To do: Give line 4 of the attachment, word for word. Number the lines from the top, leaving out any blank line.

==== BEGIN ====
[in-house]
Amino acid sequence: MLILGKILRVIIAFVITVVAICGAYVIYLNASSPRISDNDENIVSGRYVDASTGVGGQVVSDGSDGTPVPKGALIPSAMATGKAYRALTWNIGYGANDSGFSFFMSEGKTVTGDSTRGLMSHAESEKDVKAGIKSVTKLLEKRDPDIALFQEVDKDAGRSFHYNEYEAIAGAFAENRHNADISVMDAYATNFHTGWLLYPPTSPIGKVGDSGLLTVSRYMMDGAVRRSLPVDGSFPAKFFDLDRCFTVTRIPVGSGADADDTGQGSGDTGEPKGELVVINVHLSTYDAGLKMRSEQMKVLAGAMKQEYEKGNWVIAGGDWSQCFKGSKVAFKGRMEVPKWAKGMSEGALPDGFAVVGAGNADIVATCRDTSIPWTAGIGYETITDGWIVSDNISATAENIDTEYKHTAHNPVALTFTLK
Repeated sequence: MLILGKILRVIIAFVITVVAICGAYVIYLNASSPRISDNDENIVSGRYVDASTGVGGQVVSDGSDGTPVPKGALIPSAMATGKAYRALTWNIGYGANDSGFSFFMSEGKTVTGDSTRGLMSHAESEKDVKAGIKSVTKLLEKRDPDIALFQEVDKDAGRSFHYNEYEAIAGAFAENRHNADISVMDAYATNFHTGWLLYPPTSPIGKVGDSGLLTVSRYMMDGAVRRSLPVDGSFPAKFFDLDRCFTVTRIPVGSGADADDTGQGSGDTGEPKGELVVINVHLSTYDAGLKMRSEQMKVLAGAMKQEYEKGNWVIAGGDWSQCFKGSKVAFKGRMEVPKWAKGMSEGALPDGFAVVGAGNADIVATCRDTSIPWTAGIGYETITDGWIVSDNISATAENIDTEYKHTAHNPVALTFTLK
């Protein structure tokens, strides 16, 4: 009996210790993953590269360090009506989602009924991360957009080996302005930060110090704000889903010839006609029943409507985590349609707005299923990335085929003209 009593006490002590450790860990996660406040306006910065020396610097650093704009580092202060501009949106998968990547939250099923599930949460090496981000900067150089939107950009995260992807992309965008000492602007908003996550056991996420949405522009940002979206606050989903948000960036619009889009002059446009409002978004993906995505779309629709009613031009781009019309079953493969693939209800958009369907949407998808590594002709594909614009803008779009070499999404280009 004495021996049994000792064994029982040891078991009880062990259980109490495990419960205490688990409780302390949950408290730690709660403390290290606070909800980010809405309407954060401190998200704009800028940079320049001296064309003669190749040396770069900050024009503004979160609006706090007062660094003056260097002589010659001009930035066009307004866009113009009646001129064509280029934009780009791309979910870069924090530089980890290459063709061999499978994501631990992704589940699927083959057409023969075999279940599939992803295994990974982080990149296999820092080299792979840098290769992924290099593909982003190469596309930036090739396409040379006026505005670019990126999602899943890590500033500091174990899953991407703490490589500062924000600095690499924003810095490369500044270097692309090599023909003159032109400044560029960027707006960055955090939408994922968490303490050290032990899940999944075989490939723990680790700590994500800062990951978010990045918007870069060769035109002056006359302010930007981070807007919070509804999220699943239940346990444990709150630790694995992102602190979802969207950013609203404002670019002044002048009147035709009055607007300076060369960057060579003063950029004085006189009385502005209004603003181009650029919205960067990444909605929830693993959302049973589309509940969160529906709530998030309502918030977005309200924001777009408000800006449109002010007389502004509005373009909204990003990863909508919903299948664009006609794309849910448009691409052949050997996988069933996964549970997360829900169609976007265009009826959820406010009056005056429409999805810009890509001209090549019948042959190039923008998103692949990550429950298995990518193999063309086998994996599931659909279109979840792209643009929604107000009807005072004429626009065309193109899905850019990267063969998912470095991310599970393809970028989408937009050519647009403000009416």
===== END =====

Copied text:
């Protein structure tokens, strides 16, 4: 009996210790993953590269360090009506989602009924991360957009080996302005930060110090704000889903010839006609029943409507985590349609707005299923990335085929003209 009593006490002590450790860990996660406040306006910065020396610097650093704009580092202060501009949106998968990547939250099923599930949460090496981000900067150089939107950009995260992807992309965008000492602007908003996550056991996420949405522009940002979206606050989903948000960036619009889009002059446009409002978004993906995505779309629709009613031009781009019309079953493969693939209800958009369907949407998808590594002709594909614009803008779009070499999404280009 004495021996049994000792064994029982040891078991009880062990259980109490495990419960205490688990409780302390949950408290730690709660403390290290606070909800980010809405309407954060401190998200704009800028940079320049001296064309003669190749040396770069900050024009503004979160609006706090007062660094003056260097002589010659001009930035066009307004866009113009009646001129064509280029934009780009791309979910870069924090530089980890290459063709061999499978994501631990992704589940699927083959057409023969075999279940599939992803295994990974982080990149296999820092080299792979840098290769992924290099593909982003190469596309930036090739396409040379006026505005670019990126999602899943890590500033500091174990899953991407703490490589500062924000600095690499924003810095490369500044270097692309090599023909003159032109400044560029960027707006960055955090939408994922968490303490050290032990899940999944075989490939723990680790700590994500800062990951978010990045918007870069060769035109002056006359302010930007981070807007919070509804999220699943239940346990444990709150630790694995992102602190979802969207950013609203404002670019002044002048009147035709009055607007300076060369960057060579003063950029004085006189009385502005209004603003181009650029919205960067990444909605929830693993959302049973589309509940969160529906709530998030309502918030977005309200924001777009408000800006449109002010007389502004509005373009909204990003990863909508919903299948664009006609794309849910448009691409052949050997996988069933996964549970997360829900169609976007265009009826959820406010009056005056429409999805810009890509001209090549019948042959190039923008998103692949990550429950298995990518193999063309086998994996599931659909279109979840792209643009929604107000009807005072004429626009065309193109899905850019990267063969998912470095991310599970393809970028989408937009050519647009403000009416």